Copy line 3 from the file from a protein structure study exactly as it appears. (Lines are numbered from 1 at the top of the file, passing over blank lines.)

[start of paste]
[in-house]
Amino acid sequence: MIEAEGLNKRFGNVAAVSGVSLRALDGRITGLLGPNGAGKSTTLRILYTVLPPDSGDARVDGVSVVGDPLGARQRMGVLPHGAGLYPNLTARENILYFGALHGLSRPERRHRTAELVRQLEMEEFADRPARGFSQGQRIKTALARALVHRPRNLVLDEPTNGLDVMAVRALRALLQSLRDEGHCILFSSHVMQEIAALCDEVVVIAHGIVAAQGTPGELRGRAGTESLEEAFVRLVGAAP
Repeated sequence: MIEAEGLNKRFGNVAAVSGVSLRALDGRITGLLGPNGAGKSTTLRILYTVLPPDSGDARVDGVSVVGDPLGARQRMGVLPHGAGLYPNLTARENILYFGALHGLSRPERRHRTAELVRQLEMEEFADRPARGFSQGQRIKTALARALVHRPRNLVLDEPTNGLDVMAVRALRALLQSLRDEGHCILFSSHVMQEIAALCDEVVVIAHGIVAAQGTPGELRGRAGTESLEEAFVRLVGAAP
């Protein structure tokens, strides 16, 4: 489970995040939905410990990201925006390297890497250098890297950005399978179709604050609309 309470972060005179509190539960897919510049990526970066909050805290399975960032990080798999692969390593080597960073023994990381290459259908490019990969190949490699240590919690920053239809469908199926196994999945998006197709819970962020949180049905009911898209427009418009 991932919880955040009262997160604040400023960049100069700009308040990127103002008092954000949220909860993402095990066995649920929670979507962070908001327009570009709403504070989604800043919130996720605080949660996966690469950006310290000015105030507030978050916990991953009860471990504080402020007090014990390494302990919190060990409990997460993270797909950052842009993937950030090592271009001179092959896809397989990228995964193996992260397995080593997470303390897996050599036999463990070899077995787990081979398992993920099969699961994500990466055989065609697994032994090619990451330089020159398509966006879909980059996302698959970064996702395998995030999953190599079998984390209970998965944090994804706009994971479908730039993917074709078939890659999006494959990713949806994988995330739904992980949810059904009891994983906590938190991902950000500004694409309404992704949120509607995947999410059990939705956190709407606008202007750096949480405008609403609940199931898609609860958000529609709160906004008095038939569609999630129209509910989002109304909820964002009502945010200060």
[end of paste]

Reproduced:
Repeated sequence: MIEAEGLNKRFGNVAAVSGVSLRALDGRITGLLGPNGAGKSTTLRILYTVLPPDSGDARVDGVSVVGDPLGARQRMGVLPHGAGLYPNLTARENILYFGALHGLSRPERRHRTAELVRQLEMEEFADRPARGFSQGQRIKTALARALVHRPRNLVLDEPTNGLDVMAVRALRALLQSLRDEGHCILFSSHVMQEIAALCDEVVVIAHGIVAAQGTPGELRGRAGTESLEEAFVRLVGAAP